Diablo Canyon Closure: A Tax Conundrum

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Diablo Canyon Nuclear Power Plant. Photo by Marya from San Luis Obispo, USA – Flickr, CC BY 2.0

The Diablo Canyon Generating Station, California’s largest and only operational nuclear power plant, is set to be decommissioned in 2025.

Since its inception, the facility has been the target of environmental protests, of which about 1,500 to 2,000 people protesting against factory construction work in 1981.

The plant was built near the Hosgri Rift, a nearby fault line where earthquakes are more likely to occur. This raised concerns among the citizens of San Luis Obispo and the Nuclear Regulatory Commission (NRC) about the potential for seismic core damage.

It turns out that a lot of PG&E the reasons for the plant closure are fiscal in nature. PG&E is struggling financially due to a series of questionable investments and lawsuits related to the mismanagement of security measures. See, for example, the Paradise forest fire.

David Weisman, the outreach coordinator for the Nuclear Accountability Alliance, explained why the plant is closing.

“They’re losing customers to community choice,” Weisman said.

Due to consumers getting their electricity from alternative energy sources, such as the wind or their personal solar collectors, PG&E loses money by generating from the Diablo Canyon facility. Diablo Canyon costs money to operate. The exact numbers are unknown, but estimates are placed at around six cents per kilowatt. And with fewer customers buying its power, it has become more expensive to stay open.

According to Weisman, the average salary for one of the plant’s approximately 24,000 employees is around $157,000.

San Luis Obispo County got $85 million of PG&E following a bill drafted by Senator Bill Monning and signed by the Governor Jerry Brown. SLO County as a whole has already spent all that money, so to keep the Diablo Canyon facility running, the county would have to pay back millions of dollars.

San Luis Obispo will not refund this money and will instead receive the benefits of the closing case rather than keeping the plant running.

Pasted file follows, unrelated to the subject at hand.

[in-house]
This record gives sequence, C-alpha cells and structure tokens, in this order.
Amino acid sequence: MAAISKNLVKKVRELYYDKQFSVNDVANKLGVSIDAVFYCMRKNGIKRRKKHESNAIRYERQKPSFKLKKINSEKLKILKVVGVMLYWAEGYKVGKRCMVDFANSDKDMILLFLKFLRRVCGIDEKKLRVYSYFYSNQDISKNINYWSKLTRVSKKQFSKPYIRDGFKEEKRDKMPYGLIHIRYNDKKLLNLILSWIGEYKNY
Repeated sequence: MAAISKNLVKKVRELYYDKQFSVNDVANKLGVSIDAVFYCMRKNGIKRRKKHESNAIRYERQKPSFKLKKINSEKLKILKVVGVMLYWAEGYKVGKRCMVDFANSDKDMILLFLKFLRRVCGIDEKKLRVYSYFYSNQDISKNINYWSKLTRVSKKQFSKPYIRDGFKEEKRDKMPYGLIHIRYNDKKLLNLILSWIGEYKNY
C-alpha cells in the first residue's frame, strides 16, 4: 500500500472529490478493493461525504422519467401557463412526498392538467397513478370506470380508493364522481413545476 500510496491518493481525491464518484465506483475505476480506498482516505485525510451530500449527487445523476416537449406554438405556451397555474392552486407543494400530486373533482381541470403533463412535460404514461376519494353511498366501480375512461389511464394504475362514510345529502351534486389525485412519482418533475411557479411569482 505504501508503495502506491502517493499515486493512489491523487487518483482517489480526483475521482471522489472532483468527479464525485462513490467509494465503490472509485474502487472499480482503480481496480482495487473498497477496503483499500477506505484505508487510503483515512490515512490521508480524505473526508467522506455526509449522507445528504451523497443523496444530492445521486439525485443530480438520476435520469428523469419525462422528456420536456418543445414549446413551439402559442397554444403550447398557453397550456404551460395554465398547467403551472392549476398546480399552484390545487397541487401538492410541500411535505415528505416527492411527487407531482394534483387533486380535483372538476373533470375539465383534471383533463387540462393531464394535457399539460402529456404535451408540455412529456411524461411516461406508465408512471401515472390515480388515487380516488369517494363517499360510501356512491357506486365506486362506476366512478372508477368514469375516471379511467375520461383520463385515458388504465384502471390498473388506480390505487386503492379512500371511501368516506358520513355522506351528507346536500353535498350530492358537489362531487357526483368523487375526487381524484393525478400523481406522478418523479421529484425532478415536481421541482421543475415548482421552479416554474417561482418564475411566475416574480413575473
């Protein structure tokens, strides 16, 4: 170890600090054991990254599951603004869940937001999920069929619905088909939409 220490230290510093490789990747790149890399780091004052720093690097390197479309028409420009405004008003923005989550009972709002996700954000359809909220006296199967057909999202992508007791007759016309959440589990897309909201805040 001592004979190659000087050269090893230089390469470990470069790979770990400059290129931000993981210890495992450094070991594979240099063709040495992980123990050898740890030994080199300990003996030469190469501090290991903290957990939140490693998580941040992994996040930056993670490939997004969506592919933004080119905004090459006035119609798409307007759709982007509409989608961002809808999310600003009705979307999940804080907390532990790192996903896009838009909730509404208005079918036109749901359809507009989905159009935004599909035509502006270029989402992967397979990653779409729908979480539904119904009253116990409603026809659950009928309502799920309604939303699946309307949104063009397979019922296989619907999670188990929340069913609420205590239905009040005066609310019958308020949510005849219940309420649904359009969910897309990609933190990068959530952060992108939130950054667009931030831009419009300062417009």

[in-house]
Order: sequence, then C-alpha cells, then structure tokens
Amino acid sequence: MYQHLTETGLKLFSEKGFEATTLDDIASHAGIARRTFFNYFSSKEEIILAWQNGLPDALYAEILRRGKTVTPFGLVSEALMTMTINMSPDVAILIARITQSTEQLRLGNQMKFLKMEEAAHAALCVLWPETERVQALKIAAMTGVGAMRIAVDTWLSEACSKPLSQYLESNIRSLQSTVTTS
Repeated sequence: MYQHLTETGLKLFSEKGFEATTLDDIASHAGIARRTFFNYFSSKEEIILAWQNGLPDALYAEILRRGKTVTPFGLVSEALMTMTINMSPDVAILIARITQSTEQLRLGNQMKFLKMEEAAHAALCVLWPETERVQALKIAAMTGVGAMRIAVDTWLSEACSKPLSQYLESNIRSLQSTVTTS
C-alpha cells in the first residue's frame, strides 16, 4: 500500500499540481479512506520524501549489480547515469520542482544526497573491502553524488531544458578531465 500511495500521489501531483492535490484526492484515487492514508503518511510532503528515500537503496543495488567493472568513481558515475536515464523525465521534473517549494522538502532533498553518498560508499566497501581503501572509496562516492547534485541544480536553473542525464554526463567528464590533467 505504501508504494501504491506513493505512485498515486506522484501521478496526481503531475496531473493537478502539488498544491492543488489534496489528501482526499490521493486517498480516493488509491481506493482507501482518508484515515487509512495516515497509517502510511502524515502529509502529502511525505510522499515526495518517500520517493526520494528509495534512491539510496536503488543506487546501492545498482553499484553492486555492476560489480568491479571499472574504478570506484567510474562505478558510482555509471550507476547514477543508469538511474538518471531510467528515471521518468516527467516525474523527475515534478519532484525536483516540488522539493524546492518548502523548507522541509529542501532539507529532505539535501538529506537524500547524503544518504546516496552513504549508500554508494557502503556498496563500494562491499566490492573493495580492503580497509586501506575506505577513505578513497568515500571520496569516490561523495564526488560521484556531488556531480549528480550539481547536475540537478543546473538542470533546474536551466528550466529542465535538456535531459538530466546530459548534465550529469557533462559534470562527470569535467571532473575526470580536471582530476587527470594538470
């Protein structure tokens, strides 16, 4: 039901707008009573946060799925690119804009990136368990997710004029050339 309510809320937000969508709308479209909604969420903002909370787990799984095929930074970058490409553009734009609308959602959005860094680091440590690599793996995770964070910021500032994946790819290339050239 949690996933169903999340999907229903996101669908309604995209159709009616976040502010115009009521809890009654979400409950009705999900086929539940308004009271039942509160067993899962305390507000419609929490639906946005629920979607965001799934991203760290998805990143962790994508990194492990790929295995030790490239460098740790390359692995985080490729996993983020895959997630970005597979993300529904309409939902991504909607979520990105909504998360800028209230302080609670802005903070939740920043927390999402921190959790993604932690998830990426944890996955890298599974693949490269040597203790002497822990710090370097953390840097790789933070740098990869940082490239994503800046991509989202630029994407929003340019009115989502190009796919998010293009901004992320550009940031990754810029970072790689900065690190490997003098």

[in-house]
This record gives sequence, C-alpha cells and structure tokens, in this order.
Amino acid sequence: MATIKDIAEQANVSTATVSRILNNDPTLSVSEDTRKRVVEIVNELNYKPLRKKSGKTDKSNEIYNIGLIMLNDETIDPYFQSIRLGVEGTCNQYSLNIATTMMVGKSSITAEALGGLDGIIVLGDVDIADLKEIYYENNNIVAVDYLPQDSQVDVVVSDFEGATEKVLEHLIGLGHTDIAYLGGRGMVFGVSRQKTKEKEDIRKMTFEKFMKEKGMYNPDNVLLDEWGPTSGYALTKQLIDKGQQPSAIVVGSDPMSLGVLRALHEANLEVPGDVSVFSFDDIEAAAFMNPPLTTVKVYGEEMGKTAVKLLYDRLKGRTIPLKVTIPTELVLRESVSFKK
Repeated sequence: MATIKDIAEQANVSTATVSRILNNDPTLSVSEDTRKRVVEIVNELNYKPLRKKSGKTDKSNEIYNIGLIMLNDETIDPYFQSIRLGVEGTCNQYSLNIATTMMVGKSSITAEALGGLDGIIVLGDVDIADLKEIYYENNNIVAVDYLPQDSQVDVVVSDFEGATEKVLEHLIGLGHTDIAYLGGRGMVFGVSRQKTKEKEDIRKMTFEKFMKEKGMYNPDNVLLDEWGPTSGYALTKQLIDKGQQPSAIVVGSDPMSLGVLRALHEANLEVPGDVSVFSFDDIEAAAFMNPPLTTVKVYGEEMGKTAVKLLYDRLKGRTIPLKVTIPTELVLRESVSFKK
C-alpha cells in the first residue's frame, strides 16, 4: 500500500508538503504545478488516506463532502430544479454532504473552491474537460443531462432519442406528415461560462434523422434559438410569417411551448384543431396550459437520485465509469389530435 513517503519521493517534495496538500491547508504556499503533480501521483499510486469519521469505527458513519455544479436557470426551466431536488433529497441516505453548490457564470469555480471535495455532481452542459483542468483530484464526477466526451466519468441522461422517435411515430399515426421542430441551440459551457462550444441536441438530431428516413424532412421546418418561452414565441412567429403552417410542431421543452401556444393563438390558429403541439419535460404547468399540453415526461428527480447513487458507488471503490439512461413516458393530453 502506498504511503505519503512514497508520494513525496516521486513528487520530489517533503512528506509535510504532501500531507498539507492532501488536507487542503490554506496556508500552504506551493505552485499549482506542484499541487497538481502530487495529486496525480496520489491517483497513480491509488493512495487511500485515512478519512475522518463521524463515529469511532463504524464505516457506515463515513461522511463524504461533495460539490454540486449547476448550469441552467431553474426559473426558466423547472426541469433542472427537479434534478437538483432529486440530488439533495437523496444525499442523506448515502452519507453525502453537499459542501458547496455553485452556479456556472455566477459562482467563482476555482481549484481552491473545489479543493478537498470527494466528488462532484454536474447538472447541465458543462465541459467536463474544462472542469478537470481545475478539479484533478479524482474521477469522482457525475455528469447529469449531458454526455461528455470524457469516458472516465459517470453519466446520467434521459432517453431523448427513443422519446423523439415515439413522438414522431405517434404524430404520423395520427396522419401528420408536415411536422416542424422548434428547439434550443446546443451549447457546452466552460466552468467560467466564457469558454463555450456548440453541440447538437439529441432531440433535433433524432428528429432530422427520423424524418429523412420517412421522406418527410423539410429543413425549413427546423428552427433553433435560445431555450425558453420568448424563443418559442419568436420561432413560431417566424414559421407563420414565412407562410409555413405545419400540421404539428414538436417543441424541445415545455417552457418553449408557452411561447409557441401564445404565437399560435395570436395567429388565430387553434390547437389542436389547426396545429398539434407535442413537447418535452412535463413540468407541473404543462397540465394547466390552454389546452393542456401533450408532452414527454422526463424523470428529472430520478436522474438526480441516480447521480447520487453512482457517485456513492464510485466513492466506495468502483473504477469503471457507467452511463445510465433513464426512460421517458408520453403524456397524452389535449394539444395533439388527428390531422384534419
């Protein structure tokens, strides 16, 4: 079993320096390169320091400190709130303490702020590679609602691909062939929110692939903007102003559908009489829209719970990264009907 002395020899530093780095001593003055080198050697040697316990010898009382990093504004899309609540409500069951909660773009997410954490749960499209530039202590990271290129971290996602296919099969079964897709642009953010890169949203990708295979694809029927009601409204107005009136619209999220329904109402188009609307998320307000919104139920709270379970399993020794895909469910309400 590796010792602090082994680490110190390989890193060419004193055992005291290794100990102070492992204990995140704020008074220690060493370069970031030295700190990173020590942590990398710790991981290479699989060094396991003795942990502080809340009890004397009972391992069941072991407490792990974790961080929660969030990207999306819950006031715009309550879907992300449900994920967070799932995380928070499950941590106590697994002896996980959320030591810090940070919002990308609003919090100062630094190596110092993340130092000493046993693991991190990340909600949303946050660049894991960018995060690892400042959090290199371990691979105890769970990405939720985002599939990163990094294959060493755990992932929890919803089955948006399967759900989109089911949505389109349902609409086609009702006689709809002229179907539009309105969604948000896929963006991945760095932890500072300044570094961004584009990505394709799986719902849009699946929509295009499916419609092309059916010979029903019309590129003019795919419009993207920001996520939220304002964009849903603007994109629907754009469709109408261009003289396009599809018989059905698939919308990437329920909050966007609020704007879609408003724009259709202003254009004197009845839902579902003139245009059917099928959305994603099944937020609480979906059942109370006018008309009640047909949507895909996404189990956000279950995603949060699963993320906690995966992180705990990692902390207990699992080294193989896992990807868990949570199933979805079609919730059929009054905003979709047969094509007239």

“So they know something’s wrong with Diablo, and PG&E is having a toast with all of its shareholders. Everything [the main generator] produces steam,” Weisman said. “Another part of the plant that has nothing to do with cancer, radiation and explosions, can cripple the whole operation.”

According to Weisman, PG&E’s final decision not to renew Diablo Canyon’s license stems from the inability to obtain California Coastal Commission approval for a coastal permit to continue using their water. Wesman added that a Coast Commission representative told a 2014 hearing that Diablo Canyon was the number one predator of marine life in the area.

The only way the factory can stay open is with a proposal from Gavin Newsom. Newsom raised the idea that PG&E might seek a share of $6 billion federal funding from the Biden administration to help nuclear power plants threatened with closure.

“There are several problems with the Biden administration’s plan for a $6 billion bailout of failing nuclear plants,” said Andrew Christie, director of the Local Chapter of the Sierra Club of Santa Lucia. “As an unscalable and inflexible source of energy, nuclear forces a reduction in the amount of wind and solar energy on the power grid. Therefore, a $6 billion subsidy for uneconomical nuclear power plants represents $6 billion dollars that do not support – and in fact hinder – the development of more solar and wind power, and energy efficiency in buildings and appliances.

No new nuclear power plants are scheduled for development in California due to an imposed moratorium issued in 1976 on the construction and licensing of new nuclear fission reactors.

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